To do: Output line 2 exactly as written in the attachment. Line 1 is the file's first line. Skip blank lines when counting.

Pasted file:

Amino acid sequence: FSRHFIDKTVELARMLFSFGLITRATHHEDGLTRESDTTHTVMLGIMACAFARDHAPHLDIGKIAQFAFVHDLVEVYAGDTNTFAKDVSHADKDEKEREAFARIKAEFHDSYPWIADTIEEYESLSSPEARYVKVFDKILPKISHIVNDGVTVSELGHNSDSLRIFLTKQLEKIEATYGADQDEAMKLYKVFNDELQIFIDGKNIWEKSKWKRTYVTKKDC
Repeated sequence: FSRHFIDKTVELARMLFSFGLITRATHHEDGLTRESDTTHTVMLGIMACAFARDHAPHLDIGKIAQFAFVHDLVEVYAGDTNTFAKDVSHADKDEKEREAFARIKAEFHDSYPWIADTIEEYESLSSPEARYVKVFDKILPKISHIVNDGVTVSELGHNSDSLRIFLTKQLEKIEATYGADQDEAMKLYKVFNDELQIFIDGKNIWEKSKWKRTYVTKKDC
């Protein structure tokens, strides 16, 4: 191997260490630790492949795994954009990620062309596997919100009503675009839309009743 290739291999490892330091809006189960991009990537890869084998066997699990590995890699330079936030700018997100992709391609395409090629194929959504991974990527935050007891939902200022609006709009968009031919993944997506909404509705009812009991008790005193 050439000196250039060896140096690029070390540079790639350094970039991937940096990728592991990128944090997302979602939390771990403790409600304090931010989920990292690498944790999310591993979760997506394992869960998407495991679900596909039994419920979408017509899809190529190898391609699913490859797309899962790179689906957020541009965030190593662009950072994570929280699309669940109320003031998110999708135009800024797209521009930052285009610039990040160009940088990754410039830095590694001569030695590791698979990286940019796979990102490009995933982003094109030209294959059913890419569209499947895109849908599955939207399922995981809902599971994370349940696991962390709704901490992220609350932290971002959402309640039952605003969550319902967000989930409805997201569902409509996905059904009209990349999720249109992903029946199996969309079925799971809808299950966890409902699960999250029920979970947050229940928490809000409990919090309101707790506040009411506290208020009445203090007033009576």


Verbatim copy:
Repeated sequence: FSRHFIDKTVELARMLFSFGLITRATHHEDGLTRESDTTHTVMLGIMACAFARDHAPHLDIGKIAQFAFVHDLVEVYAGDTNTFAKDVSHADKDEKEREAFARIKAEFHDSYPWIADTIEEYESLSSPEARYVKVFDKILPKISHIVNDGVTVSELGHNSDSLRIFLTKQLEKIEATYGADQDEAMKLYKVFNDELQIFIDGKNIWEKSKWKRTYVTKKDC